Wrong Impression: Bipolar kids misinterpret facial cues as hostile

Children with bipolar disorder are more likely than other kids to read hostility in bland facial expressions, a new study shows. Misinterpreting social cues might contribute to irritability and the unprovoked aggression that bipolar children sometimes direct toward others, the researchers say.

While the children were misconstruing facial cues, excessive activity arose in brain areas that are associated with emotion processing, magnetic resonance imaging (MRI) revealed. The study is the first to combine tests of facial interpretation and simultaneous MRI measurements in brain regions pivotal to bipolar disorder in children, says study coauthor Ellen Leibenluft, a psychiatrist at the National Institute of Mental Health (NIMH) in Bethesda, Md.

The researchers compared 22 bipolar children with 21 mentally healthy children. Both groups averaged 14 years of age. Eighteen of the bipolar children were taking some form of psychiatric medication.

The participants viewed pictures of people’s faces and answered questions about the hostility of each face. The faces were standard representations of anger, fear, happiness, and a neutral mood. The bipolar children rated the first three categories on a par with the other children but read more hostility into the neutral faces than did the others, the researchers report in the June 6 Proceedings of the National Academy of Sciences.

MRI scans of the bipolar children as they rated the neutral face showed revved-up activity in brain regions known to process emotions, particularly in an area called the amygdala, says study coauthor Brendan A. Rich, a child psychologist at NIMH.

Previous research had indicated that bipolar children tend to have smaller amygdalas than other children do, says psychiatrist Melissa P. DelBello of the University of Cincinnati. The new research also suggests that the amygdala functions differently in bipolar children, she says.

It’s unclear why the amygdala would work overtime while bipolar children read faces, Leibenluft says. It could be because it’s undersized or because it communicates poorly with other emotion-processing brain regions, she says.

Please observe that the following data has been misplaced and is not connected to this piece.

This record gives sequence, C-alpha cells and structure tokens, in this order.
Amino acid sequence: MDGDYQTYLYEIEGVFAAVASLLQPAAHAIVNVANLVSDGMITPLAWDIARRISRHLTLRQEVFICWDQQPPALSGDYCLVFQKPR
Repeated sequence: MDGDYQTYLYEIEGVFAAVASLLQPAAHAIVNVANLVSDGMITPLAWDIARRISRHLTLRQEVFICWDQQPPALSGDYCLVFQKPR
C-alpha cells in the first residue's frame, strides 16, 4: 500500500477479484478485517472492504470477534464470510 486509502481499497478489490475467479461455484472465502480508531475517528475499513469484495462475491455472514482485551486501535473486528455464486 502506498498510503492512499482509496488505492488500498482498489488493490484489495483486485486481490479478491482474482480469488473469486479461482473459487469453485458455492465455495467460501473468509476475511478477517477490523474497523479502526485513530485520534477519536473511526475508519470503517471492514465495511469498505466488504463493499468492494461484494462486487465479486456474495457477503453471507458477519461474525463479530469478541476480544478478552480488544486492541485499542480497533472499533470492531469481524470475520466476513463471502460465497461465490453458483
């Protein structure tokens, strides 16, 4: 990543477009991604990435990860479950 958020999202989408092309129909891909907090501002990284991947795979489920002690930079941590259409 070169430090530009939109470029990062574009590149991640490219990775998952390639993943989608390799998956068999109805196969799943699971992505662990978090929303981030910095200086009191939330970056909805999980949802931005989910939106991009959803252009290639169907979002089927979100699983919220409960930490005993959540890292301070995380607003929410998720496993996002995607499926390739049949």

Because they don’t know the cause of bipolar disorder—formerly known as manic depression—scientists can’t tell whether difficulties in processing facial cues contribute to manic and depressed states, or whether those mental states hamper the processing of facial cues, Leibenluft says.

At the time of the examination, one-fourth of the bipolar children were slightly manic, one-fourth were mildly depressed, and the rest were neither. Rich notes that facial misconceptions spanned all the bipolar children, regardless of mood.

In daily life, failure to accurately discern intent from facial cues causes problems for bipolar children, DelBello says. “They get irritable with people whom they shouldn’t get irritated at. Then, they become hostile and explosive,” he notes.

“Social skills depend on the ability to rapidly infer meaning from facial expression,” Rich says. Children who are slow to do that, or who misconstrue the signals sent to them, may react inappropriately and put off others, he says.

In her practice, DelBello sees evidence that bipolar children also miss some cues altogether. “There are kids who are very disruptive in the classroom,” she says. “They can’t put the brakes on because they can’t read that the teacher is upset.”

By paying attention to this inability to grasp facial signals, therapists might diagnose bipolar disorder earlier and teach children to better recognize cues to other people’s emotions, Leibenluft says.